• Subchapter K (aka partnership taxation) – This is the most flexible form of taxation for a multi-member LLC. All income and losses of the LLC are allocated to the owners, who pay taxes on that income regardless of the amount of cash they received from the company. A distribution of cash to owners is itself a tax-free event. The owners of the LLC can be compensated for service to the company (called “guaranteed payments”) in which case the payments are treated as an expense to the partnership and income to the owner. Subchapter K is quite flexible, and allows the owners to allocate the income between themselves in a variety of ways, sometimes in quite complex formulas (subject to certain limited restrictions in the Internal Revenue Code). One downside to using a partnership taxation structure is that the income of the partners is generally subject to the self-employment tax.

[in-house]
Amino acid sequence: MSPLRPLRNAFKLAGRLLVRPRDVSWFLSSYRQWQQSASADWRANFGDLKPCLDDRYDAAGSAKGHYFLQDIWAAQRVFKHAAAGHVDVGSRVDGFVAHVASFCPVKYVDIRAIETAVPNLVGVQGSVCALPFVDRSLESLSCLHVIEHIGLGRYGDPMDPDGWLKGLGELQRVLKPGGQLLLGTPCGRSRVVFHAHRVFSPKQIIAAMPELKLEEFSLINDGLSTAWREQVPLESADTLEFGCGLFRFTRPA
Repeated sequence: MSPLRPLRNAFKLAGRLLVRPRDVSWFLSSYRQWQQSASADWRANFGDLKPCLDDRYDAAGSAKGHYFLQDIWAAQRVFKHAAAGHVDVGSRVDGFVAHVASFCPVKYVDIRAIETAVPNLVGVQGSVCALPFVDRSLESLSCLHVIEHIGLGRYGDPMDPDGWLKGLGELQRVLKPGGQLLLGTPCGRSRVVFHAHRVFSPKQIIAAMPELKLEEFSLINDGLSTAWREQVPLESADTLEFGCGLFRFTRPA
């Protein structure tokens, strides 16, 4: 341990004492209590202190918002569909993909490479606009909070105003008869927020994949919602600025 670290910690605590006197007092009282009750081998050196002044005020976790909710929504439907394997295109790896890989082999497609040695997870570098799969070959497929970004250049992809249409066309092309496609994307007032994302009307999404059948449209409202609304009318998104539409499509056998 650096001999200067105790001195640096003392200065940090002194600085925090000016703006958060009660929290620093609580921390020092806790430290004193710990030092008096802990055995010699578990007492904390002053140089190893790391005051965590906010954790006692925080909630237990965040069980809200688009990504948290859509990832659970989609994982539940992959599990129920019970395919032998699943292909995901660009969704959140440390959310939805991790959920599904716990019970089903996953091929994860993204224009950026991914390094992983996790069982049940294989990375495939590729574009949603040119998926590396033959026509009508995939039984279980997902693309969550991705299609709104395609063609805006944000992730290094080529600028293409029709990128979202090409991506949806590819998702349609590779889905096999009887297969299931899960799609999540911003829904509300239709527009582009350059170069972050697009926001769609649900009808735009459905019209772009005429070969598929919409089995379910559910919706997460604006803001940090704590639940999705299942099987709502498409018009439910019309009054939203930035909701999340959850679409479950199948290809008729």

• Subchapter C – If an LLC elects to be taxed under Subchapter C, it is treated for tax purposes, as if it were a corporation. The company must file a corporate tax return (regardless of whether there is one member or multiple members) and the LLC itself pays taxes. Any income that is paid to owners in the form of dividends is also taxable income to the owner (so-called “double taxation”), though the dividends are taxed to the owner at the capital gains rate. Because of this, many C Corporation owners pay themselves a salary or bonus. Such income is deductible to the corporation, though the compensation must be “reasonable.” If the IRS were to deem the salaries paid to an owner as higher than what would be reasonable if the owner were just an ordinary employee, it could reclassify part of the salary as a constructive dividend, subjecting the company to additional taxes and potential penalties.